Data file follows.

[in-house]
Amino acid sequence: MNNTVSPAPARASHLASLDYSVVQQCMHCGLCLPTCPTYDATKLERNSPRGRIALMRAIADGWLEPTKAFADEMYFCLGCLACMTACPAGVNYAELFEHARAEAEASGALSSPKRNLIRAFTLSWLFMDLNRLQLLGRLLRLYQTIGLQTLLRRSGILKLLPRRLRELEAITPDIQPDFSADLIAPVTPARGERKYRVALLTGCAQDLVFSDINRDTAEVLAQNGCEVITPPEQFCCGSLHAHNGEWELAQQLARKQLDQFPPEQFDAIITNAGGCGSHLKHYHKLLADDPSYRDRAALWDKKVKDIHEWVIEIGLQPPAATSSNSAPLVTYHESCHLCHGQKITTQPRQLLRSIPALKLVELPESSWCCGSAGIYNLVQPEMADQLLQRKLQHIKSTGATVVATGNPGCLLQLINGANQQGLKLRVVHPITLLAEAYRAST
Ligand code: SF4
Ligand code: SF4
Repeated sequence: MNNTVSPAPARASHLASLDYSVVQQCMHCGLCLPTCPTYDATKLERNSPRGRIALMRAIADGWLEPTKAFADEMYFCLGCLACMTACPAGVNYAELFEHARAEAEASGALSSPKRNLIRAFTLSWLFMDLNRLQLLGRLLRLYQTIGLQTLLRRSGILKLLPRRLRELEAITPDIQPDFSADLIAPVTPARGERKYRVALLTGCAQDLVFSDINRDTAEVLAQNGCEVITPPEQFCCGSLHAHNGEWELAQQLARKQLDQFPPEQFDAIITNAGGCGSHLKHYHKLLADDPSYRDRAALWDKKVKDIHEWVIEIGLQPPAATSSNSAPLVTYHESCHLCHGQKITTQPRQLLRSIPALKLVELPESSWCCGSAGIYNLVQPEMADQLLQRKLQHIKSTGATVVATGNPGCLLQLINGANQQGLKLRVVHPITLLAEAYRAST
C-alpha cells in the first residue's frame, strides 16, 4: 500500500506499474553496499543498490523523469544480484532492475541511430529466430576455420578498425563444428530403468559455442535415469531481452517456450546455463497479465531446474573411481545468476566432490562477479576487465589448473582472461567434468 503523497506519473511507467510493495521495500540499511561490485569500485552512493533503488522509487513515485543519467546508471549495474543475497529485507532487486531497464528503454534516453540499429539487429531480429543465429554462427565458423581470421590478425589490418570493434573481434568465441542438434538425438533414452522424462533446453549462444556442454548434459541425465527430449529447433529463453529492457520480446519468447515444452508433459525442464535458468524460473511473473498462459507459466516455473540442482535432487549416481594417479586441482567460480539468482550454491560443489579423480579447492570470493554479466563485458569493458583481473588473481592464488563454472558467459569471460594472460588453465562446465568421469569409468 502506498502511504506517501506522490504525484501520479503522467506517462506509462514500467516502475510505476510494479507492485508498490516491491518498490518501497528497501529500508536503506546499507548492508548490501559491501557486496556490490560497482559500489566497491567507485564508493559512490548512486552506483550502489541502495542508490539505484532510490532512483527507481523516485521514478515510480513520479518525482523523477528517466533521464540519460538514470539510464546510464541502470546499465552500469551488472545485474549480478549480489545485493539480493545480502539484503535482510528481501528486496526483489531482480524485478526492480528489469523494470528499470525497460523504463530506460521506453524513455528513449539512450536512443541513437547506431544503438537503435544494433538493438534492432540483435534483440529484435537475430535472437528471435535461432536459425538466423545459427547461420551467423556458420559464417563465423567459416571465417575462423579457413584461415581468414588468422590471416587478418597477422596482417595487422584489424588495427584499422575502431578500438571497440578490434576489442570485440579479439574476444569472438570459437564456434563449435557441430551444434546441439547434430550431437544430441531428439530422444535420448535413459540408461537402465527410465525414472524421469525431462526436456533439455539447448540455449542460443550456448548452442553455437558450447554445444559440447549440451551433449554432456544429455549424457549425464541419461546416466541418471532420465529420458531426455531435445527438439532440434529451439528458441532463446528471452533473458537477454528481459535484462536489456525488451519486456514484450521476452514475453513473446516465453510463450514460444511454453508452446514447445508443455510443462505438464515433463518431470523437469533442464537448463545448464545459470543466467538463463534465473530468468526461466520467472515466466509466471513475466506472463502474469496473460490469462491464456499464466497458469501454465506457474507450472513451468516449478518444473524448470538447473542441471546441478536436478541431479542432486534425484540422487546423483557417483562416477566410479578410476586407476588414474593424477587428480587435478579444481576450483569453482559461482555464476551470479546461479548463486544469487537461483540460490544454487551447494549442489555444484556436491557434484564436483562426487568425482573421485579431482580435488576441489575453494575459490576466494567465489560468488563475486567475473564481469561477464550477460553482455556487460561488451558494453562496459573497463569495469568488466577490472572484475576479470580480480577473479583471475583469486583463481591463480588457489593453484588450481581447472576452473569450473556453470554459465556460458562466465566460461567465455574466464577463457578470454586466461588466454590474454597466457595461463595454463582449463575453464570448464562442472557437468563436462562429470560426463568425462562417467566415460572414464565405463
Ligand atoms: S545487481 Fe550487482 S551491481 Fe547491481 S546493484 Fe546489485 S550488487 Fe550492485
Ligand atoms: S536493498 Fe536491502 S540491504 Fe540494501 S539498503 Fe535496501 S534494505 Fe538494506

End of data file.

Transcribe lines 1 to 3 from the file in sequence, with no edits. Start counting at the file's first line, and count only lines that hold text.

[in-house]
Amino acid sequence: MNNTVSPAPARASHLASLDYSVVQQCMHCGLCLPTCPTYDATKLERNSPRGRIALMRAIADGWLEPTKAFADEMYFCLGCLACMTACPAGVNYAELFEHARAEAEASGALSSPKRNLIRAFTLSWLFMDLNRLQLLGRLLRLYQTIGLQTLLRRSGILKLLPRRLRELEAITPDIQPDFSADLIAPVTPARGERKYRVALLTGCAQDLVFSDINRDTAEVLAQNGCEVITPPEQFCCGSLHAHNGEWELAQQLARKQLDQFPPEQFDAIITNAGGCGSHLKHYHKLLADDPSYRDRAALWDKKVKDIHEWVIEIGLQPPAATSSNSAPLVTYHESCHLCHGQKITTQPRQLLRSIPALKLVELPESSWCCGSAGIYNLVQPEMADQLLQRKLQHIKSTGATVVATGNPGCLLQLINGANQQGLKLRVVHPITLLAEAYRAST
Ligand code: SF4